November 15, 2013

Global Patent Protection under the PCT System

Bangkok Post, Corporate Counsellor Column

Abraham Lincoln once said, “The patent system added the fuel of interest to the fire of genius.” It was an unmistakably true statement; patents have undoubtedly become an essential tool for protecting new inventions. Not only do patents guard against the unauthorized use of an inventor’s creation, but they foster innovation by granting exclusive legal rights for limited durations.

However, one may ask how legal patent rights can be obtained on a global scale. Clearly, a patent’s efficacy is severely limited if its privileges and effects are limited to just a single country. The solution to this question may lie with the Patent Cooperation Treaty (PCT). This article will discuss how patent owners can extend protection for their inventions under this system.

The PCT is an international treaty regulated by the World Intellectual Property Organization (WIPO). It provides member states with a unified protocol for filing patent applications. Currently, 148 countries including Thailand, which joined in 2009, are members of the PCT.

In recent years, filing patent applications through the PCT has attracted much interest from Thai individuals, businesses, and legal entities. But there is still a misunderstanding that filing a patent application through the PCT will grant worldwide patent protection.

In fact, the PCT does not offer universal or worldwide protection for a claimed invention; it only offers a provisional solution for the unified processing of an application, and it establishes whether or not the claimed invention meets the patentability requirements. Therefore, it helps to ascertain whether or not patent protection is worth pursuing. For PCT applications that meet the patentability requirements, the process for obtaining a fully-protected patent in each PCT-adhering jurisdiction is much quicker and more straightforward.

Obtaining patent protection through the PCT begins with filing an International Application either at the national or regional patent office (known as the Receiving Office) or directly with WIPO. Next, the application will proceed to the International Search and International Publication stages. During the search stage, the appointed patent office will conduct a worldwide search to locate any existing inventions, patents, and non-patent literature (known as “prior art”) that may compromise the patentability of the claimed invention.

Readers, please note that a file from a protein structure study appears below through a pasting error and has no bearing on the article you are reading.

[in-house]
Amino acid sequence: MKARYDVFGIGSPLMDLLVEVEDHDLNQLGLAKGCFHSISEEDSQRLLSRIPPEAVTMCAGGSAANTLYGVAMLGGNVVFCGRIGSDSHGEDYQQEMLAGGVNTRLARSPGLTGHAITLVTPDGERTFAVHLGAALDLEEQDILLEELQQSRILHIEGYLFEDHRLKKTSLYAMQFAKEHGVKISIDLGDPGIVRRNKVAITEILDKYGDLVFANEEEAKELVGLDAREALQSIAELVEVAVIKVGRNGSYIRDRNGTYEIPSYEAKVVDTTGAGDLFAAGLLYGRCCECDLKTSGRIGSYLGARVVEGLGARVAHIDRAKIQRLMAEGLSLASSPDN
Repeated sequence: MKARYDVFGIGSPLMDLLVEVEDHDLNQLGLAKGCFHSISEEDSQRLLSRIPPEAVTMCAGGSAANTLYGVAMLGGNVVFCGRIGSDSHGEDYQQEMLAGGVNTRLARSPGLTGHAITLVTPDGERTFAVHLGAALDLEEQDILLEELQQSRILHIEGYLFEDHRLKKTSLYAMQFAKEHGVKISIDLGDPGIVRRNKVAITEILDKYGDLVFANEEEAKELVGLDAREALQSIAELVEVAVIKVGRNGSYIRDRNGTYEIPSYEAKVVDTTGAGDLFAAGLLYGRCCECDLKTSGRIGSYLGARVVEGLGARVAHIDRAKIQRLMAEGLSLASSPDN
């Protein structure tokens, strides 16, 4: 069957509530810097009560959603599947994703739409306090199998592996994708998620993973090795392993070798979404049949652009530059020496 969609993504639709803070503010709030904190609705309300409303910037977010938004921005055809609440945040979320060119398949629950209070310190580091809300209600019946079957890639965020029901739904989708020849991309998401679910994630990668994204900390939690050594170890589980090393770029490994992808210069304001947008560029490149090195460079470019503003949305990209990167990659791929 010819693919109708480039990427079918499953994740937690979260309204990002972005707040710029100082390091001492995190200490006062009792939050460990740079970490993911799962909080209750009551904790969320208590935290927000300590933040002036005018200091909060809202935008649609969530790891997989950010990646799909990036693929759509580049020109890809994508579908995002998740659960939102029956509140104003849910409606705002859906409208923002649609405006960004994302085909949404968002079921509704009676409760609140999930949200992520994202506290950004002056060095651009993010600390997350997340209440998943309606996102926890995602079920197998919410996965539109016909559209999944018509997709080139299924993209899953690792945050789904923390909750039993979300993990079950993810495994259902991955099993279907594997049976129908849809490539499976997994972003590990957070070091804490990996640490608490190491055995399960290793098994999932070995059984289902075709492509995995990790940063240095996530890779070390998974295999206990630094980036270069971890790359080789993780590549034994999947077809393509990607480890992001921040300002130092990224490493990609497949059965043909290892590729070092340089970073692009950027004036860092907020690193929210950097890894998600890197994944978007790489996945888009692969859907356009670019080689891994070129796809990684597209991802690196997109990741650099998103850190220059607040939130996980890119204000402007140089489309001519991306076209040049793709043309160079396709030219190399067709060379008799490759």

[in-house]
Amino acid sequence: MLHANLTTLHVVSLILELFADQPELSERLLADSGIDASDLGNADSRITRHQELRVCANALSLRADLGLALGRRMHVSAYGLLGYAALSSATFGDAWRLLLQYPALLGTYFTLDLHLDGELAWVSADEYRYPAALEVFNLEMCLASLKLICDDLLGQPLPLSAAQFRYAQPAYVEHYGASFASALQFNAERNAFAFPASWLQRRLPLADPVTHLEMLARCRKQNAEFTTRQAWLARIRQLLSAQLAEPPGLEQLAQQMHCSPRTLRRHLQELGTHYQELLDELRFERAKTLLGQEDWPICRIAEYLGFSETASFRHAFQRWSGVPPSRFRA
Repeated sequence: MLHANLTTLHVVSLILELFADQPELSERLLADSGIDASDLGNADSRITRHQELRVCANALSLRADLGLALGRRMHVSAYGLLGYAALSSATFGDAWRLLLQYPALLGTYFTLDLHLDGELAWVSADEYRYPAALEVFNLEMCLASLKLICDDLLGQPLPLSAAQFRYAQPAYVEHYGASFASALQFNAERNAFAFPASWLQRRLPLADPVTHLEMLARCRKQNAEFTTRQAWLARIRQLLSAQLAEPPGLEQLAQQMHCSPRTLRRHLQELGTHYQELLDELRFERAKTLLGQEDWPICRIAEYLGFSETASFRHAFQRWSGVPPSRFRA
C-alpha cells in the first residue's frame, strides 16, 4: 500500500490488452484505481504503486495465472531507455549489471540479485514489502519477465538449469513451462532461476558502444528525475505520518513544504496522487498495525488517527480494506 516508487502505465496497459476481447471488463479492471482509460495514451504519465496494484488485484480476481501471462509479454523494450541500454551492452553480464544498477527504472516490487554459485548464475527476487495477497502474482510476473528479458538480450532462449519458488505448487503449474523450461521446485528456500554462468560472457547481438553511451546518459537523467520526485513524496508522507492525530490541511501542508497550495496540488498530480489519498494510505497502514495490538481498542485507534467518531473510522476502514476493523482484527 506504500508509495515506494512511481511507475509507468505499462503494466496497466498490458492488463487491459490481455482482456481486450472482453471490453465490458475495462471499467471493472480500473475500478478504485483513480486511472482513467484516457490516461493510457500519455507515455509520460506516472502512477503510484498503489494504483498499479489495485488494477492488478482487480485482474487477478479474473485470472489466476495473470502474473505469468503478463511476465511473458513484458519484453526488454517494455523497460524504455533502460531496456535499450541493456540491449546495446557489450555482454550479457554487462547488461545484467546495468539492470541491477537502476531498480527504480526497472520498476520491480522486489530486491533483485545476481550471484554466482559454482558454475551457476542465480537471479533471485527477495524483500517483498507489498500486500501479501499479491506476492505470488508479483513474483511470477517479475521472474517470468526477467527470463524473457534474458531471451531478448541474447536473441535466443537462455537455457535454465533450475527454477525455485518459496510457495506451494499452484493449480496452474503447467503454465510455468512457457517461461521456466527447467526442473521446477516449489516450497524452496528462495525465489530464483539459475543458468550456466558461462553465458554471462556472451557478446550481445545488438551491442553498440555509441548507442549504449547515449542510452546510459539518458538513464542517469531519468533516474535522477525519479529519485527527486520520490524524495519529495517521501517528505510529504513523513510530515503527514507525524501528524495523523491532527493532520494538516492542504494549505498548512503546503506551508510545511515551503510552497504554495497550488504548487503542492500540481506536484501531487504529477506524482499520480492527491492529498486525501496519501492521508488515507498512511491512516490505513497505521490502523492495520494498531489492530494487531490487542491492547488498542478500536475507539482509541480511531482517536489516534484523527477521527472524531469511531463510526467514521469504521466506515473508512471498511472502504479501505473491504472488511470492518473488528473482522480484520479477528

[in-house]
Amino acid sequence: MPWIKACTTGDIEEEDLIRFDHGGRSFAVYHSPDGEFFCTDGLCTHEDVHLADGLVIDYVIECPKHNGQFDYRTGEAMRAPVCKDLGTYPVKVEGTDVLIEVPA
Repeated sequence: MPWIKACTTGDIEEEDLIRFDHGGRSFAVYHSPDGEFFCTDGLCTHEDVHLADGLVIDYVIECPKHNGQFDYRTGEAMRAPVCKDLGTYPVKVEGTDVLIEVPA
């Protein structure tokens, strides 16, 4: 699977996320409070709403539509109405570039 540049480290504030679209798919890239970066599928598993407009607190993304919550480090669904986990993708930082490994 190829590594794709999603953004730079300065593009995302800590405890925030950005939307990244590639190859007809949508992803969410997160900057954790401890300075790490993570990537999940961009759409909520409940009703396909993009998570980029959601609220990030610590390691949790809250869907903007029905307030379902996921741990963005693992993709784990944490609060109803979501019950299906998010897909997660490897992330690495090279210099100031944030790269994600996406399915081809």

After this search is completed, an International Search Report (ISR) and a written opinion will be issued, which list all the documents that may affect the patentability of the claimed invention, and which contain the examiner’s opinion as to why the invention may or may not be patented. In the event of an unfavorable ISR, there will be an opportunity to amend the claims and/or description to improve patentability, and a chance to discuss with the examiner ways to further improve patentability.

As mentioned above, WIPO does not issue a lawfully protected patent; it merely evaluates how likely it is to obtain a patent in a PCT member state. Therefore, PCT applications must be filed at the patent office of a PCT member state to obtain a legally protected patent in that jurisdiction.

Since the PCT process already evaluates the patentability of the claimed invention, any advantageous assessments contained within the ISR and/or written opinion can be used to further facilitate the acceptance of the claimed invention, which reduces the time between filing and grant of a patent. Patent offices of PCT member states are required to accept all PCT applications, and fewer formal documents are required.

From a business perspective, filing a patent application through the PCT offers a number of advantages. For instance, protection can be obtained in 148 member states by filing a single PCT application in one language. PCT applications can also delay payments relating to the filing and prosecuting of a patent application before a national or regional patent office, as they provide an extended time limit for filing additional applications in other member states.

During this extended period, more market research can be conducted to locate potential business partners or investors, and the commercial value of a claimed invention can also be further evaluated. Most importantly, the PCT evaluation allows an informed decision to be made with regard to pursuing a claimed invention, which effectively lowers the cost of filing an application at a national or regional patent office. Ultimately, the PCT system reduces the chance of making a bad investment.

Clearly, the PCT offers many valuable advantages over other patent application systems; but careful steps must be taken to ensure that a PCT application will yield its full range of benefits. Armed with a full understanding of how the PCT system works, patent owners will be in a much stronger position to derive commercial advantages from their inventions.

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